Recently I watched a 24-minute documentary short, directed by Sofia Coppola, on the post-COVID-19 return of the New York City Ballet to its home at the David H. Koch Theater.
Principal Gonzalo Garcia dances alone in a studio to a Chopin solo. Backstage, Ashley Bouder and Russell Janzen glide through Balanchine’s “Duo Concertant.” In the theater’s promenade, Maria Kowroski and Ask la Cour dance an excerpt from Balanchine’s “Liebeslieder Walzer.” Anthony Huxley, alone on stage, introduces a new “Solo” by the company’s resident choreographer and artistic adviser Justin Peck.
With the finale, Balanchine’s “Divertimento No. 15,” several members of the corps reassemble, the film goes from black-and-white to color, and the return home is complete.
The film was rapturously reviewed by The New York Times dance critic Gia Kourlas. And who isn’t thrilled at the thought of once again seeing ballet in the flesh?
And yet, somehow, the footage left me a teeny bit cold. I admired, and rejoiced, but until the finale, I wasn’t moved. I didn’t feel an intelligent, unifying force.
This could have had something to do with the fact that I had also recently rewatched “A Dancer’s World,” another documentary short, this one made in 1957, featuring Martha Graham and her Dance Company.
Graham (1894-1991) danced, taught, and choreographed for more than 70 years. She was a diva and a force of nature who is widely acknowledged to have reshaped modern dance.
This film, too, starts backstage, as dancers stretch, bend, and bow in shadow. Then Graham’s voice cuts in: cultured, patrician. “A theater dressing room is a very special place. It’s where the act … [dramatic pause] of theater begins.” The makeup, the magic, the ritual.
Sitting before her dressing room mirror, Graham sports a lacquered bun run through with what looks like a tuning fork but is apparently a headpiece for the part of Queen Jocasta in “Night Journey,” her retelling of Sophocles’ “Oedipus Rex” by way of Freud and Jung, set to music by American composer William Schuman with costumes designed by Graham and a set by the acclaimed Japanese American sculptor Isamu Noguchi.
“You do not want to fail, in either clarity or passion. You give all your life to doing this one thing. It sounds grim, it sounds frightening.”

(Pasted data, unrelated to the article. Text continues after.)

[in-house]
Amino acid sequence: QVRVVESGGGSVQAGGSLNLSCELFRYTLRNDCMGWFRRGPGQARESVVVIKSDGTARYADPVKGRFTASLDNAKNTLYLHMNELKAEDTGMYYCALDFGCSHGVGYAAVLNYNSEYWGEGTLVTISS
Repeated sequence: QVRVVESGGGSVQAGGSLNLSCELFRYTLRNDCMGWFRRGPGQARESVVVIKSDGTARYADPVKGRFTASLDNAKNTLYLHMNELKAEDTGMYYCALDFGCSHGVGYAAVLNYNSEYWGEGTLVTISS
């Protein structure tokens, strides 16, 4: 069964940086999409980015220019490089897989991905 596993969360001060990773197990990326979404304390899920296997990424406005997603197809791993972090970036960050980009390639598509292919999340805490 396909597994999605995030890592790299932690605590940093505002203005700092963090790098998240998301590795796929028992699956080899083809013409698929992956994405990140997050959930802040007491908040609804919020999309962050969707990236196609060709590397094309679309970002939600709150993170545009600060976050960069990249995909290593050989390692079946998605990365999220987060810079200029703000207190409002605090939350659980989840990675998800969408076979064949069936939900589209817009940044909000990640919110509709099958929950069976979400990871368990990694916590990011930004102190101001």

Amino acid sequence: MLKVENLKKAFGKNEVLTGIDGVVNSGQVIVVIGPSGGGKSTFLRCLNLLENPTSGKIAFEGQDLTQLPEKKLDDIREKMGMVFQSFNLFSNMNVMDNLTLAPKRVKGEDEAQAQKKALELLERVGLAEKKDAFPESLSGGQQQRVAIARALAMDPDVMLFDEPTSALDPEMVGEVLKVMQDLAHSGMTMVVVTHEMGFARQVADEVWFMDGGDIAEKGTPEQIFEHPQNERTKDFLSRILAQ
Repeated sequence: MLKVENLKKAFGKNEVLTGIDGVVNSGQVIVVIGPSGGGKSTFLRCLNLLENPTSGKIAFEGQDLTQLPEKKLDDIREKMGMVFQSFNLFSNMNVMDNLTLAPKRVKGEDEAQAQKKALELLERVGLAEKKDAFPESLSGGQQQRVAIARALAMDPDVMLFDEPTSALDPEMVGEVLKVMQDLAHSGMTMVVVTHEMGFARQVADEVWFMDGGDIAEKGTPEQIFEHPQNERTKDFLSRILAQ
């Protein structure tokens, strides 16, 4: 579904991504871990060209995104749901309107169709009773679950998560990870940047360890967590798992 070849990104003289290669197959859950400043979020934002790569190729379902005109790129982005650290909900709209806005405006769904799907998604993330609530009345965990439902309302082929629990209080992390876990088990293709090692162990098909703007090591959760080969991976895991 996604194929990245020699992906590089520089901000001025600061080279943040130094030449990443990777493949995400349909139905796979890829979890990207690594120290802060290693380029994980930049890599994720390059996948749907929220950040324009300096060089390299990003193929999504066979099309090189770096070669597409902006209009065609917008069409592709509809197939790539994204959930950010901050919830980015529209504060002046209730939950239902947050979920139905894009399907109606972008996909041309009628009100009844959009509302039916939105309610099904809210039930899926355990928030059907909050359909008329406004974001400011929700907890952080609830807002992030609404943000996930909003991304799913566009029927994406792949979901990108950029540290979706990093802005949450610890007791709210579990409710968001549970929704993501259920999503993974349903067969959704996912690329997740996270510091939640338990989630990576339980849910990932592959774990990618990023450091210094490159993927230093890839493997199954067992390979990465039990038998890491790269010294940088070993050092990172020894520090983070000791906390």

The film continues in that mesmerizing vein, coming right up to the edge of parody. But Graham’s bearing, discipline, and focus forfend parody.
Her autobiography, “Blood Memory,” begins like this:
“I am a dancer.
“I believe that we learn by practice. Whether it means to learn to dance by practicing dancing or to learn to live by practicing living, the principles are the same. In each it is the performance of a dedicated precise set of acts, physical or intellectual, from which comes shape of achievement, a sense of one’s being, a satisfaction of spirit. One becomes an athlete of God.”
It’s impossible to imagine a contemporary dancer uttering such words, belief in God having gone the cultural way of the dodo.
In fact, the way Graham speaks of the vocation of dance reminded me of nothing more than Christ’s words in John 15:16: “You did not choose me, but I chose you and appointed you so that you might go and bear fruit — fruit that will last.”
“People have asked me why I chose to be a dancer. I did not choose. I was chosen to be a dancer, and with that, you live all your life. When a young student asks me, ‘Do you think I should be a dancer?’ I always say, ‘If you have to ask, then the answer is no.’ Only if there is one way to make life vivid for yourself and for others should you embark upon such a career.”
In Graham’s day, people read. It was taken for granted that an artist, of any stripe, would have been steeped in the classics, taken music lessons of some kind, been acquainted with painting, philosophy, poetry — for example, Eliot’s “Four Quartets”:
“When a dancer is at the peak of his power he has two lovely, fragile, and perishable things. One is the spontaneity that is arrived at over years of training. The other is simplicity, but not the usual kind. It is the state of complete simplicity costing no less than absolutely everything, of which T.S. Eliot speaks.”
This clarity of action and thought allowed her to sidestep ideology: “I tried to show the three aspects of women in ‘El Penitente,’ my ballet of 1940. Every woman who is worth anything has some of these in her. Every woman has that quality of being a virgin, of being the temptress-prostitute, of being the mother. I feel that these, more than anything, are the common life of all women. Not politics.”
In later life, her body deteriorating with age, Graham fell into depression and turned for a time to alcohol. But her indomitable will to live triumphed: She stopped drinking in 1972, embarked on a creative renaissance, and choreographed for almost 20 more years.
“The next time you look in a mirror, just look at the way the ears sit next to the head; look at the way the hairline grows; think of all the little bones in your wrist. It is a miracle. And the dance is a celebration of that miracle.”